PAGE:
RDB Loader R28 released

13 November 2017  •  Anton Parkhomenko

This release concentrated around improving security and stability of RDB Loader as well as addressing an important AWS SSL update, previously flagged in this Discourse post. Starting with this release, both RDB Loader and RDB Shredder versions will have same umbrella-release number.

In this post, we will cover:

  1. SSH tunnels
  2. The AWS SSL update
  3. Other changes
  4. RDB Shredder updates
  5. Upgrading
  6. Contributing

1. SSH tunnels

1.1 SSH tunnels 101

SSH tunnels are often used as an additional security layer around accessing Redshift. These tunnels involve a highly restricted AWC Virtual Private Cloud containing the Redshift cluster and one “bastion host” with its SSH port open to the outside world.

There’s no way to access Redshift cluster or any other host inside this VPC except by routing through the bastion host. And to access the cluster through the bastion host, users need to have an approved SSH identity (and optionally reside in a white-listed subnet).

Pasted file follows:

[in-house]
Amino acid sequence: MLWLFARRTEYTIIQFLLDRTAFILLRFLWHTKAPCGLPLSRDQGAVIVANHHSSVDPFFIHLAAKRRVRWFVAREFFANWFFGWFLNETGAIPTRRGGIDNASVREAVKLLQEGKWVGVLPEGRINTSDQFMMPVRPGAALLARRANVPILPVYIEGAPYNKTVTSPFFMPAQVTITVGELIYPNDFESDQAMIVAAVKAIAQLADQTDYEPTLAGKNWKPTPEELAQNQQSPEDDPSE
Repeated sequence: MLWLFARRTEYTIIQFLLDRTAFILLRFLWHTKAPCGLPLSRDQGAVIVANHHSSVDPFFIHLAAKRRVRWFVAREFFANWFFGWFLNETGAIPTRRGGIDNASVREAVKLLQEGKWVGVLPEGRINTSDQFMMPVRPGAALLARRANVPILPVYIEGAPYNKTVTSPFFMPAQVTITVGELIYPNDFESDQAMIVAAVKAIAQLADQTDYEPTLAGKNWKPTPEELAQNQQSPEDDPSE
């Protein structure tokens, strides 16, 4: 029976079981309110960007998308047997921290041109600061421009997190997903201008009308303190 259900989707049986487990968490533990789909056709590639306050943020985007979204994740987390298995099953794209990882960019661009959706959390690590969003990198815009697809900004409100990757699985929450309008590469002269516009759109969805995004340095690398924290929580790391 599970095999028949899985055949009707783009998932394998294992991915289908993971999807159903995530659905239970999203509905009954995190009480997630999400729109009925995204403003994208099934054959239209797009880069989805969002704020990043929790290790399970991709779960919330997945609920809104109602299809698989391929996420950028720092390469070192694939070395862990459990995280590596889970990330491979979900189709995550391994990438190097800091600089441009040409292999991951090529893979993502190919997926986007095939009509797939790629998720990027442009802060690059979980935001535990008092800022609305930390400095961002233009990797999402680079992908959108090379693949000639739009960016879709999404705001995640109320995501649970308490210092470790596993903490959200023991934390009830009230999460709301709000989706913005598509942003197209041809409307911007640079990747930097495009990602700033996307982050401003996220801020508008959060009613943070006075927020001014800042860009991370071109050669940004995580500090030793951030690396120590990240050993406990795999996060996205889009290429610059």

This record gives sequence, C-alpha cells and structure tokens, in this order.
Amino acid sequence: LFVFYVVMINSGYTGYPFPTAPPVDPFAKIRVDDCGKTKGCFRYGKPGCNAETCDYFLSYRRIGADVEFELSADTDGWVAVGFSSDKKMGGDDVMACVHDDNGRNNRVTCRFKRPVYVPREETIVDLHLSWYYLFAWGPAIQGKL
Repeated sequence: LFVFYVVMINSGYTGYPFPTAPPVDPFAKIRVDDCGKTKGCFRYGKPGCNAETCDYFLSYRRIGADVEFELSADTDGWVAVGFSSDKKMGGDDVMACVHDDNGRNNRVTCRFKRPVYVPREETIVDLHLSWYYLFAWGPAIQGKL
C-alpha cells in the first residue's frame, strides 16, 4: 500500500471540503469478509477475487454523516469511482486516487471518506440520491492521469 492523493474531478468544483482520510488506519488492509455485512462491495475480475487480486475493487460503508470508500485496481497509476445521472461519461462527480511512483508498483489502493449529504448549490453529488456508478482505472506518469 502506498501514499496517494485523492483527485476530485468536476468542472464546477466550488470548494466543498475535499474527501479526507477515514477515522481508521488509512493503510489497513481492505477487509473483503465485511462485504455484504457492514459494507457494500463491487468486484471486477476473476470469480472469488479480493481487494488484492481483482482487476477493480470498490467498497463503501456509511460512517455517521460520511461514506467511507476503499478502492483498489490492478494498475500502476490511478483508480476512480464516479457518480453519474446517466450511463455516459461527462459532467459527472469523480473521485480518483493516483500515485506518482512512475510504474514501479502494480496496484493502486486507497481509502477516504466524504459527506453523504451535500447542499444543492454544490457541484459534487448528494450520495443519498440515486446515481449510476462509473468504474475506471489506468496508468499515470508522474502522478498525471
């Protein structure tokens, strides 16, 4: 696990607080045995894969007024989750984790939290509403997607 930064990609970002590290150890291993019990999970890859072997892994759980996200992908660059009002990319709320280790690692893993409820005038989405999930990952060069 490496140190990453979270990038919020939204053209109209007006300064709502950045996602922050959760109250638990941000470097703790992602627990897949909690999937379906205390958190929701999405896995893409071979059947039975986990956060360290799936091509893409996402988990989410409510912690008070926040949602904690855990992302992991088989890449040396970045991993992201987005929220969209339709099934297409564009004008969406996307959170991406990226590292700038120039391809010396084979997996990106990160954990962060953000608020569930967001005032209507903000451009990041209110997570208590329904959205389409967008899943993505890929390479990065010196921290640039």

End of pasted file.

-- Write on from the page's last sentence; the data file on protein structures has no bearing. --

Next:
Before 0.14.0 this architecture was not supported by RDB Loader, and our most security-conscious users had to keep using StorageLoader, where an SSH tunnel could be easily established outside of StorageLoader itself. This setup is much more challenging with RDB Loader, which runs on transient EMR clusters, making it very difficult to bring up an SSH tunnel.

For this reason, in this release we have embedded SSH tunnel functionality directly into RDB Loader.

1.2 Configuring RDB Loader to work with an SSH tunnel

As of this release, RDB Loader supports a new version of the configuration files for Redshift (2-1-0) and for Postgres (1-1-0); this new format can optionally include an sshTunnel property:

{
  "schema": "iglu:com.snowplowanalytics.snowplow.storage/redshift_config/jsonschema/2-1-0",
  "data": {
    "name": "AWS Redshift enriched events storage",
    "host": "localhost",
    "database": "snowplow",
    "port": 15151,
    "sslMode": "DISABLE",
    "username": "loader",
    "password": "secret",
    "roleArn": "arn:aws:iam::719197435995:role/RedshiftLoadRole",
    "schema": "atomic",
    "maxError": 1,
    "compRows": 20000,
    "purpose": "ENRICHED_EVENTS",
    "sshTunnel": {
      "bastion": {
        "host": "bastion.acme.com",
        "port": 22,
        "user": "snowplow-loader",
        "key": {
          "ec2ParameterStore": {